Would a Butt woman benefit most from a visit to a Tingle maker or a Moleskin shaver?
These are three of the job descriptions given by respondents to the Census of the Population of England and Wales on 4th April 1881. When an overview of the census was published two years later the authors of the General Report wrote that one hundred obscure jobs were definitely odd, admitting that “in all probability an ordinary educated man would know at most but one or two of them, and often would not know a single one.”
Now, a ponty sticker was an “artizan” in glass and a wheel glutter helped make railway train wheels but a Ransacker was unlikely to be a thief, although it was perfectly fine for a great many men to describe themselves as “retired poachers.” (It was also fine to be a ‘Retired Opium Smuggler’).
Of the 100 jobs picked out by the General Report, my favourites are:
Painted-front maker. Bat-printer. Bear breaker. Fagotter. Piano puncher. Ponty sticker. Ransacker. Sad-iron maker. Sand badger. Scratch brusher. Budget trimmer. Spittle maker. Butt woman. Hawk-boy. Spragger. Sprigger. Cheeker. Thimble picker. Churer. Lasher. Thurler. Tingle maker. Coney cutter. Maidenmaker. Crutter. Moleskin shaver. Walk flatter. Cullet picker. Wheel glutter. Whim driver. Dasher. Dirt refiner.
But what exactly do all these jobs have to do with cycling or the history of roads? The 1881 census made a point of mentioning the up and coming occupation of ‘Bicycle or tricycle, maker, dealer’, and the rapidly disappearing job of turnpike-keeper (by 1881 only 184 turnpike trusts remained; the last ones had been set up in 1835-6, by which time stagecoaches were well on the way to being supplanted by the railways; the last tollgate, on the London to Holyhead road, on Anglesey, was lowered for the last time in 1895).
The 1883 General Report of the 1881 Census said:
“Among the occupations that are included in the above reckoning is one that is dying out, namely, Turnpike-keeper. The number fell from 3,928 in 1871 to 1,104 in 1881, On the other hand, there are two that barely appeared in the returns for 1871, but had gained very largely in 1881, and, though as yet not of much importance, doubtlessly will make a much more considerable figure in 1891. These are Tramway service, the persons employed in which rose from 63 in 1871 to 2,650 in 1881; and the making of Bicycles and other Velocipedes, which occupied only 12 persons in 1871, but under which 1,072 were classed in 1881, chiefly at Coventry.”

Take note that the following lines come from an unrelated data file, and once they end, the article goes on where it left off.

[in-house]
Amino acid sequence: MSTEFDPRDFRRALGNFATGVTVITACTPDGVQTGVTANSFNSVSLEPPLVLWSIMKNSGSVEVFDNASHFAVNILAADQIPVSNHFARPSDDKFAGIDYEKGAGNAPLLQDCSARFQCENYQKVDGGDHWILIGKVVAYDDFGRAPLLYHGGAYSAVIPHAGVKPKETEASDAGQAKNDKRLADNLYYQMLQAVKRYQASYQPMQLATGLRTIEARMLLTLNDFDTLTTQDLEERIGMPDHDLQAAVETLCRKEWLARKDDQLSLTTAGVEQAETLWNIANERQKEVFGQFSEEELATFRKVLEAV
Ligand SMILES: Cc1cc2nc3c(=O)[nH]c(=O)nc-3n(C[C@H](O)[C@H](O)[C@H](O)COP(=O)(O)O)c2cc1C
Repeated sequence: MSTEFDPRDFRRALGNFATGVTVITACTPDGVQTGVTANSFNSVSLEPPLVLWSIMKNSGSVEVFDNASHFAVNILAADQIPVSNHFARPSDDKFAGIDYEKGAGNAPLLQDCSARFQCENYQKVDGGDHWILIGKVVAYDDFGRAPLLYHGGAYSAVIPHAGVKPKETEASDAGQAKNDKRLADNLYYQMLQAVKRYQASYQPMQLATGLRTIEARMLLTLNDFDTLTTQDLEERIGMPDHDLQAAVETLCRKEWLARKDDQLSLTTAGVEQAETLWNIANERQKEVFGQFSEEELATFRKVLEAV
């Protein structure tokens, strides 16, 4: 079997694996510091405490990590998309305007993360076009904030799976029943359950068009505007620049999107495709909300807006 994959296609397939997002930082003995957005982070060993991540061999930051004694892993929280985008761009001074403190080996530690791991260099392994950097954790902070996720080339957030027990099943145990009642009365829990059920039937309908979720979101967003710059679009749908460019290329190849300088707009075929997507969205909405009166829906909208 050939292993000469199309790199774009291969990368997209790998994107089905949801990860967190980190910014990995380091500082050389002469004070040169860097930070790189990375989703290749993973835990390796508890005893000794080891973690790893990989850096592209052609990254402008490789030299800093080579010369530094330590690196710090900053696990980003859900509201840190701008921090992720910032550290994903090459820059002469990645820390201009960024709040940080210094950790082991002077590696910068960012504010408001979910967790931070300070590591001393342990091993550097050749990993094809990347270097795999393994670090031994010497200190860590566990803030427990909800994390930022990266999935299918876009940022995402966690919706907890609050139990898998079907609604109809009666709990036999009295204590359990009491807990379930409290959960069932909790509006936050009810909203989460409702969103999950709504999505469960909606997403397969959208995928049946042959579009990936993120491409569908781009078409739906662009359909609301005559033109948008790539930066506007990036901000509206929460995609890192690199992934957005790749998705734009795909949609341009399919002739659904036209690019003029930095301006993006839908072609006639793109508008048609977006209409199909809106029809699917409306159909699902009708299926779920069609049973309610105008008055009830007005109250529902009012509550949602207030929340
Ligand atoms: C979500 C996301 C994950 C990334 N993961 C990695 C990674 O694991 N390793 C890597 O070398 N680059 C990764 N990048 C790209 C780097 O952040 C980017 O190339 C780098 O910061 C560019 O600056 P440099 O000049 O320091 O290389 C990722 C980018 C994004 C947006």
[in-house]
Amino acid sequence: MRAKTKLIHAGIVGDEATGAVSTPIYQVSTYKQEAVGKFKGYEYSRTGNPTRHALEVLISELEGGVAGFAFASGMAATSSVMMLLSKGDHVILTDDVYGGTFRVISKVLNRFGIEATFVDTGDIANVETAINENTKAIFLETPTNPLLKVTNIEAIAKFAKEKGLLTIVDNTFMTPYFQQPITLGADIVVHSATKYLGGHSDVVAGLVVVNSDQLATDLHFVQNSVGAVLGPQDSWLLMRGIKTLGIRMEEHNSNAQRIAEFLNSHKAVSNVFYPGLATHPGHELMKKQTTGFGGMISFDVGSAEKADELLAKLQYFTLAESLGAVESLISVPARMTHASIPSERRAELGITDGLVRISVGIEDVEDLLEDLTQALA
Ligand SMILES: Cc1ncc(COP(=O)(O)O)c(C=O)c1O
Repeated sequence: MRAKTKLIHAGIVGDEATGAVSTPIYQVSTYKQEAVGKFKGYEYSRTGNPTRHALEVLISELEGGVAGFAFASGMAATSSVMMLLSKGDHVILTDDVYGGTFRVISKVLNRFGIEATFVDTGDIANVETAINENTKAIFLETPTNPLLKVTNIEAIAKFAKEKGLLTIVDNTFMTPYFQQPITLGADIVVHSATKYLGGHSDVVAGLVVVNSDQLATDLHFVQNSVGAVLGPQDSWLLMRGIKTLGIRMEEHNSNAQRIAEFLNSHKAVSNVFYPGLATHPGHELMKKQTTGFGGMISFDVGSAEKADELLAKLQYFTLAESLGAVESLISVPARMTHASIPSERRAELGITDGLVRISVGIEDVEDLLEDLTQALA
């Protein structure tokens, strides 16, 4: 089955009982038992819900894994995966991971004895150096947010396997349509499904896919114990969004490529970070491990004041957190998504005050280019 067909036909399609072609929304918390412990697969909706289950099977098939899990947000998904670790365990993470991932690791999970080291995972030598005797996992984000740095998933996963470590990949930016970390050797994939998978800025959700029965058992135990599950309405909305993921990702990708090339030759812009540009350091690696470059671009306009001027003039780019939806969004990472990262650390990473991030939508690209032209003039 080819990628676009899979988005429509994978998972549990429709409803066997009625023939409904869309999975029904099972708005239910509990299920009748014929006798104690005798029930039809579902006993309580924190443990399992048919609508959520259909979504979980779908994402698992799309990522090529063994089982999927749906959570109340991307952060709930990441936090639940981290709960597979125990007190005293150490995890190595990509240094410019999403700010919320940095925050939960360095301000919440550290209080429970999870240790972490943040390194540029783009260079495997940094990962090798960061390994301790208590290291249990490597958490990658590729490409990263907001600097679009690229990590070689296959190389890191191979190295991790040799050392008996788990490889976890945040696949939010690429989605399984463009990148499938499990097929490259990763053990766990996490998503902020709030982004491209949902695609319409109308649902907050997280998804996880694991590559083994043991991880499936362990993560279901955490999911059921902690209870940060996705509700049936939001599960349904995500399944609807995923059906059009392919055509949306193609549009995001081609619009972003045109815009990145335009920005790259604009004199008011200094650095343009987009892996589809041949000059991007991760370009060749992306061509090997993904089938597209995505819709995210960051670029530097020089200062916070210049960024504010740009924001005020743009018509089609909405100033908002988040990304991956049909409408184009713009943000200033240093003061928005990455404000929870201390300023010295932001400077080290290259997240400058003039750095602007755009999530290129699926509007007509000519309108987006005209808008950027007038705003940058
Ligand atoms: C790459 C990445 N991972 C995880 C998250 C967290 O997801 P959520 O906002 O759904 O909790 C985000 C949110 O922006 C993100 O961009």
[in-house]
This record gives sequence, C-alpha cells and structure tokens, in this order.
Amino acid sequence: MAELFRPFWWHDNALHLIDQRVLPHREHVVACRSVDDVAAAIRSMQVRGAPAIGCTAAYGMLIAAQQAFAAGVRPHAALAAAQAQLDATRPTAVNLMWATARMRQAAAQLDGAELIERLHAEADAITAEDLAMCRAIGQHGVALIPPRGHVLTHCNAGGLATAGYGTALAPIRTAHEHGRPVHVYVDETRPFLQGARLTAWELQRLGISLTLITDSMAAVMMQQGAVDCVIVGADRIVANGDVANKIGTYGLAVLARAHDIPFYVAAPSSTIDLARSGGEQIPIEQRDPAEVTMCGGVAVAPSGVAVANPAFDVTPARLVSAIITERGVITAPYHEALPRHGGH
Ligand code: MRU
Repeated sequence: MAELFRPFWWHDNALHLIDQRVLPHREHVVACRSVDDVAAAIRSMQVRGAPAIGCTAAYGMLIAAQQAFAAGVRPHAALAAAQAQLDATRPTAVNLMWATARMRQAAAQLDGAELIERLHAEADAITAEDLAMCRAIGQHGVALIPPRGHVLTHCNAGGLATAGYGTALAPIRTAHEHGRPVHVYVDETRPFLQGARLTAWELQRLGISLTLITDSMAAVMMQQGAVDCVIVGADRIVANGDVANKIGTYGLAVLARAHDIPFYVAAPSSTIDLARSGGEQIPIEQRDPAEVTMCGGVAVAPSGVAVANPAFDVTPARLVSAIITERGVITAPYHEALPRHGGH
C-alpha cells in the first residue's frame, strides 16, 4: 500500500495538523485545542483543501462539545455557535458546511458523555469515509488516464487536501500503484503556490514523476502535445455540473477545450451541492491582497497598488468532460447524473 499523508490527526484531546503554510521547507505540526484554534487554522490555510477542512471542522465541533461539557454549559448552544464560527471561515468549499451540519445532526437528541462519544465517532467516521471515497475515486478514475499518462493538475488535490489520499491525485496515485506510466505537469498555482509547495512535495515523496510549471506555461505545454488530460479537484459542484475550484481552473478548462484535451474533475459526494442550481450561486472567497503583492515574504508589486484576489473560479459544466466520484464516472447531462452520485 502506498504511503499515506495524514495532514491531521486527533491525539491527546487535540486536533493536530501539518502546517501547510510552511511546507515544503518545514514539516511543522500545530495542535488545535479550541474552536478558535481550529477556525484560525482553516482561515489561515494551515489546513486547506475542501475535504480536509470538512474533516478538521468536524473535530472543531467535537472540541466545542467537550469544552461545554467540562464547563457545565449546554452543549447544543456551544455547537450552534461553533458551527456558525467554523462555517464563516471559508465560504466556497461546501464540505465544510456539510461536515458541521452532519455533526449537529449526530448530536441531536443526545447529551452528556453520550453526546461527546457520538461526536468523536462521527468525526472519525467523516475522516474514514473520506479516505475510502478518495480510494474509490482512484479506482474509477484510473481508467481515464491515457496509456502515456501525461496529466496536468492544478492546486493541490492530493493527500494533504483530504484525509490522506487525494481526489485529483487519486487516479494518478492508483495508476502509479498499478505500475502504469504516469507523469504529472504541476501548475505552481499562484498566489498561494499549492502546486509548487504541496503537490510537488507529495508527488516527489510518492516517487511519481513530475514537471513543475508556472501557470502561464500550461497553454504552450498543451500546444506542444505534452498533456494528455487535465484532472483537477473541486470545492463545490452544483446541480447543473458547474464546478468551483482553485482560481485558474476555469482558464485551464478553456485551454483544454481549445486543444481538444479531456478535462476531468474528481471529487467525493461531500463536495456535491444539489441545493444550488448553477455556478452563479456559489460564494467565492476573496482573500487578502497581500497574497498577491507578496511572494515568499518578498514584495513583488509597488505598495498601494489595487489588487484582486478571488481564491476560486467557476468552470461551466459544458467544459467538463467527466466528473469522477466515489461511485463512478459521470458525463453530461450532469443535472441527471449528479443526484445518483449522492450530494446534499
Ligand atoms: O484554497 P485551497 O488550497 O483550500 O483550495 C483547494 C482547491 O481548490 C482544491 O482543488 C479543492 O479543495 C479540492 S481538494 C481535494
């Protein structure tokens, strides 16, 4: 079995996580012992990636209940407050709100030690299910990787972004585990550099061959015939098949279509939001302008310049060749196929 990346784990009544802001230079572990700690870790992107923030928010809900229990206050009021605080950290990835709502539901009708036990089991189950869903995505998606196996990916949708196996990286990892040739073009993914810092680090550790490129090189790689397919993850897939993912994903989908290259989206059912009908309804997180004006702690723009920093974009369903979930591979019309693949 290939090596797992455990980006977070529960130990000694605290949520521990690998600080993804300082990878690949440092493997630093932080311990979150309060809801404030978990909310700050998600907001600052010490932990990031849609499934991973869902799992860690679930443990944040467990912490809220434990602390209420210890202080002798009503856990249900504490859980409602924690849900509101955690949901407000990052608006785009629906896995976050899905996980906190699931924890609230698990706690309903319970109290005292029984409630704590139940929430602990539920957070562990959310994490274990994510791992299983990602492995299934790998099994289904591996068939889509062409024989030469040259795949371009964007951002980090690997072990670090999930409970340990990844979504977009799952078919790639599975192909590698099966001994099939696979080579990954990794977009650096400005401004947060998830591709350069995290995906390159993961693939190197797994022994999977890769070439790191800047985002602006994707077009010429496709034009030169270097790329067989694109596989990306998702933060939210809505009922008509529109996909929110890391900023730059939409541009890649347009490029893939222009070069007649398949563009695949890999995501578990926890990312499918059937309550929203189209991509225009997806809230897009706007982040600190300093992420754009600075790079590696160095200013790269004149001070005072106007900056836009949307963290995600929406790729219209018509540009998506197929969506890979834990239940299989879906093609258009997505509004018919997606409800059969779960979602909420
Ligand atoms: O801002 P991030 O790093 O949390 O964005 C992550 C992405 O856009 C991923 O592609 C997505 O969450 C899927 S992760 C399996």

The 1891 Census of England and Wales mentioned the increasing popularity of cycling: “there is one division of makers of vehicles that, from its rapid growth requires special mention, namely, the bicycle and tricycle makers and dealers. In 1881 only 1,072 persons returned themselves as so employed; but in 1891, the number rose to 11,524; of whom 4,059 were enumerated in Coventry, and 2,575 in Birmingham or Aston Manor.”
And, across in the US, the census of 1900 heaped praise on the bicycle.
The twelfth census of the United States was taken on June 1st, 1900, and the published version was a mammoth tome. A full 16 pages of this tub-thumper of a publication were devoted to bicycles and bicycling; just five pages were devoted to the emerging automobile industry and even then cycling got a mention because, according to the census, “bicycle factories figure largely in the industry.”
The sixteen page special section even quoted a British toff:
“It is safe to say that few articles ever used by man have created so great a revolution in social conditions as the bicycle…Lord Charles Beresford once said, “Whoever invented the bicycle deserves the thanks of humanity,” and no expression was more fit. The bicycle has been the means of bringing out for exercise in the open air millions of persons, men and women, young and old, who otherwise would have confined themselves to homes, stores and offices…The very wide use of the bicycle led to the formation of the League of American Wheelmen, with memberships, at one time, of more than 100,000; and this organization started the agitation for better roads, which led, in many states, to great improvements in public highways.”